Wrist update: it is still very painful and swollen, but no longer bruised, and I can now wiggle my fingers. My firm self-diagnosis is a nasty case of tendinitis and I have to now conclude that it's not going to get better whilst I'm still walking. It's surprising how much hands are required for this walking malarkey (although in truth, it's the camping, not the walking that's the main problem). Amongst many annoyances and inconveniences, I can't even put my own backpack on. If I was solo I think I would have been on my way home on Day 2, so it's a good job I have a helper to hand (he even cut up my lunch for me today, much to the mirth of others in the cafe!).

(Conrad - no Munro agenda, but I do like a summit (of any, or even no, classification) on a fine day. We spoke to someone today who went around the side of the hill, rather than over it, and confirmed that it was an arduous yomp, as we suspected it might be. Does your lack of recollection of the hill suggest that you did it in poor weather (and so didn't see it) or that they all merge into one blur after a while?

JJ - four shin-high channels rather than one deep channel. Still a lot of water either way, although probably not as much as if we'd arrived there a couple of days earlier.)

Click here for Day 9

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Day 7 - River Feshie to Mar Lodge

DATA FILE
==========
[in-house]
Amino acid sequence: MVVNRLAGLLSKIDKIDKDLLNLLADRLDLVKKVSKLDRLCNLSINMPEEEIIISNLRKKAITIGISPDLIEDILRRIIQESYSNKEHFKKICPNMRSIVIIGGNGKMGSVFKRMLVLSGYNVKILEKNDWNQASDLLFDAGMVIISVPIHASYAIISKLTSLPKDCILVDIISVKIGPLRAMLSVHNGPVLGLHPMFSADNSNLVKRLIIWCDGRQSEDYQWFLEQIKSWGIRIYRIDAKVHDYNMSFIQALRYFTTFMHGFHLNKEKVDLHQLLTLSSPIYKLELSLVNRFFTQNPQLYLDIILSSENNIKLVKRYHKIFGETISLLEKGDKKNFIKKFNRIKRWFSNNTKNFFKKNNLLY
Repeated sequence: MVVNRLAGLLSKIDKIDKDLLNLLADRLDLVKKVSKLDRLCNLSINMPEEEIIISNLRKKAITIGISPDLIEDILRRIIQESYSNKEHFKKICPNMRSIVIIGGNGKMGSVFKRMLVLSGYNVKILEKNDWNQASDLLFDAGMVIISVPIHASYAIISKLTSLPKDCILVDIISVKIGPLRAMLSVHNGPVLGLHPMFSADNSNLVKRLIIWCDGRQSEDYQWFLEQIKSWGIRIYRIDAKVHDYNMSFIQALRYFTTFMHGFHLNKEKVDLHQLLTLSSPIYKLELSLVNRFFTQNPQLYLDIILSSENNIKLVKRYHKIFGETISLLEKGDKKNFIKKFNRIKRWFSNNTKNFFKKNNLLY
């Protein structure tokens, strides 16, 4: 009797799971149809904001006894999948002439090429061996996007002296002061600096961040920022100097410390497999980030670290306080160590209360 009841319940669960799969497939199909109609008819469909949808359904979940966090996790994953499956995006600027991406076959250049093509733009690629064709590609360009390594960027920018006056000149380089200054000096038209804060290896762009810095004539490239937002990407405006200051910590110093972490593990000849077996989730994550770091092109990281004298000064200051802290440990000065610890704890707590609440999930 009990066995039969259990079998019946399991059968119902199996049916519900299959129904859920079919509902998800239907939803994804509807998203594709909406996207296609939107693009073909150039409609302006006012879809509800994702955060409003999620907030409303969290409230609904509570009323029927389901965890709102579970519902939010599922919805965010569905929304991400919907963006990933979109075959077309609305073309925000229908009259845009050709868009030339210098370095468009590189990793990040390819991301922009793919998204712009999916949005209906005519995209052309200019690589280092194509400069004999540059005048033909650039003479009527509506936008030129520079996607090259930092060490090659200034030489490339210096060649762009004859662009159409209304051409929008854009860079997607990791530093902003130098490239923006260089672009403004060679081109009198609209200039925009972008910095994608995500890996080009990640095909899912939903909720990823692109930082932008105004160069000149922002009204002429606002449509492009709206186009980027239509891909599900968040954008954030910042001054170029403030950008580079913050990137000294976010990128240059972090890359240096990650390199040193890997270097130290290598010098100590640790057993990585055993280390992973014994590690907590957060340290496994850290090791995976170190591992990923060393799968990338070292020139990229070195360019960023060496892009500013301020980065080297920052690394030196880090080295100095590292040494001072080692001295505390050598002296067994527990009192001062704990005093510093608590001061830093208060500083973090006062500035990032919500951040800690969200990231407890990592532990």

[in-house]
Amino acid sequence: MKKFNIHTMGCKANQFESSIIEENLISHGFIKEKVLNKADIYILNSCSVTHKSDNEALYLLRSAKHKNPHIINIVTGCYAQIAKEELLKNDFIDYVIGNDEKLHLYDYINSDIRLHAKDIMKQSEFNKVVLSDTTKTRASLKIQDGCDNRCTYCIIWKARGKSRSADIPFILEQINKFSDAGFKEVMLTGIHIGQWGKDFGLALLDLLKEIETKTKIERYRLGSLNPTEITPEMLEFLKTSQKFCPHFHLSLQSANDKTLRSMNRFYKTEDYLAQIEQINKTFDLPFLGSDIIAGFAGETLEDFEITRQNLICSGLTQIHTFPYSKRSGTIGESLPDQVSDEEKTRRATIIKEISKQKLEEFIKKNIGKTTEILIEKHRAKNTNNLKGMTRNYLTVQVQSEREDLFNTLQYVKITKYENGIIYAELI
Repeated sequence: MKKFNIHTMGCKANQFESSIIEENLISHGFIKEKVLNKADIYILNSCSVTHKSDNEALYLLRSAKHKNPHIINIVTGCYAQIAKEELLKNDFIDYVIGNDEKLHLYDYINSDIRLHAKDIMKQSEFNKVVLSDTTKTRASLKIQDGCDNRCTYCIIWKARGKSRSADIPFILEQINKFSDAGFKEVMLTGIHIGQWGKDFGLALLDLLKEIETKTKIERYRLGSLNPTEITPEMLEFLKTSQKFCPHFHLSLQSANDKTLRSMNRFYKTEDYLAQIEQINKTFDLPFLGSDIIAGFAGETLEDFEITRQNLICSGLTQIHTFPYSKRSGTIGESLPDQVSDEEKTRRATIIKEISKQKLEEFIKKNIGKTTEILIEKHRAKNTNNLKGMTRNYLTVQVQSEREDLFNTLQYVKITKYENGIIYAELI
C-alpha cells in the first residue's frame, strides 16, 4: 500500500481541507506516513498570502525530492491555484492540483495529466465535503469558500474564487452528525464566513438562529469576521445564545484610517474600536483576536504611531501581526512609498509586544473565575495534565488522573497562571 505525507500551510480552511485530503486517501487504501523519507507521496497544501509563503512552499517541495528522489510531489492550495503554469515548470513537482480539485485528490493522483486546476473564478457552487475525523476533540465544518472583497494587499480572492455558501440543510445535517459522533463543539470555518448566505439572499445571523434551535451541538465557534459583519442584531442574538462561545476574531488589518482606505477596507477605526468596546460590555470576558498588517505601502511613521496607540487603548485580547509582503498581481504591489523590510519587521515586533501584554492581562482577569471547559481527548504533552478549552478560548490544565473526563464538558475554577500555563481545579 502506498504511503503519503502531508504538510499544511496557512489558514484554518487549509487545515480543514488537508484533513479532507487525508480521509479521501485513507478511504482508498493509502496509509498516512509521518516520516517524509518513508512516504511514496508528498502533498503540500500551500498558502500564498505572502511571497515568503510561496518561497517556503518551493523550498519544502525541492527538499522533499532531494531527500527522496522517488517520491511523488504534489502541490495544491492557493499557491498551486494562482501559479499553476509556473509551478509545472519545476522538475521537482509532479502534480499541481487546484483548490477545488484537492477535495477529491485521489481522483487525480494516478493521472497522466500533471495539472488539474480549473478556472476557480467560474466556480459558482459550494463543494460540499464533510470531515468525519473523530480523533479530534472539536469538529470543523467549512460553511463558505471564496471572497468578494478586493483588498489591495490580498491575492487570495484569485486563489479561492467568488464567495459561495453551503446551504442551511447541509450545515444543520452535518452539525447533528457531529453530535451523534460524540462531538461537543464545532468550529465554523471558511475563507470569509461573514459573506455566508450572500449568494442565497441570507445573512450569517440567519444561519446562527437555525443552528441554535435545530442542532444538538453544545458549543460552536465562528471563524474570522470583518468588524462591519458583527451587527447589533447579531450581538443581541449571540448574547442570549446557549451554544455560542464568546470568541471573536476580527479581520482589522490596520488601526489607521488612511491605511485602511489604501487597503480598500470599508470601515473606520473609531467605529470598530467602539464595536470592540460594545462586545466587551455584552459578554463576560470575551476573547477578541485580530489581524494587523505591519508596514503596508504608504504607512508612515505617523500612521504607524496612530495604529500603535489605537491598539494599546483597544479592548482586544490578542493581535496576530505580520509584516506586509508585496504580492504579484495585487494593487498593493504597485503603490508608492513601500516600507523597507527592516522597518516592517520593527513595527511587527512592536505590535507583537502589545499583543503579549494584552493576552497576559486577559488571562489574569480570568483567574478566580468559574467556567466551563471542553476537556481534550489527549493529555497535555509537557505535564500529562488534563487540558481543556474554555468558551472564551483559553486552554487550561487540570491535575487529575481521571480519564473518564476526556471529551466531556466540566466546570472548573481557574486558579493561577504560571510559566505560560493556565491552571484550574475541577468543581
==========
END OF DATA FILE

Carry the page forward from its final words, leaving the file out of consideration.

Thursday 16 May 2013 (0735-1500)
Distance: 17.75 miles
Ascent: not much
Weather: dry!

Clear blue skies greeted us as we emerged from the tent this morning. Not a cloud in the sky and the tent was bone dry - for the first time since Day 1! I took the snap above just as soon as we got out into the open (having slept in some woodland last night), convinced that clouds would roll in any moment.

My pessimism was not misplaced, but they were high clouds and they refrained from dripping on us. It was still a fine day to be walking up the Feshie, which turned out to be an attractive walk.

Second breakfast was had at the point where we were to leave the Feshie, which is also where the going became somewhat softer and wetter underfoot. It was still easy walking on a well-defined path, so no yomping for us today.

A bridge took us over the top of an impressive waterfall - one of a few we saw today, albeit not all from such close range - then a few miles further on we reached the point which was supposed to provide our night-stop for tomorrow night. It looked like there were some good pitches there, but we walked on through.

What can I say about the track which runs from Geldie Lodge through to the Linn of Dee? It's hard on the feet and goes on forever, and whilst the surroundings are perfectly nice, they didn't strike me as anything particularly special. My feeling, on having reached Mar Lodge, was that I've been that way now, and don't ever need to go that way again, barring necessity for bad weather.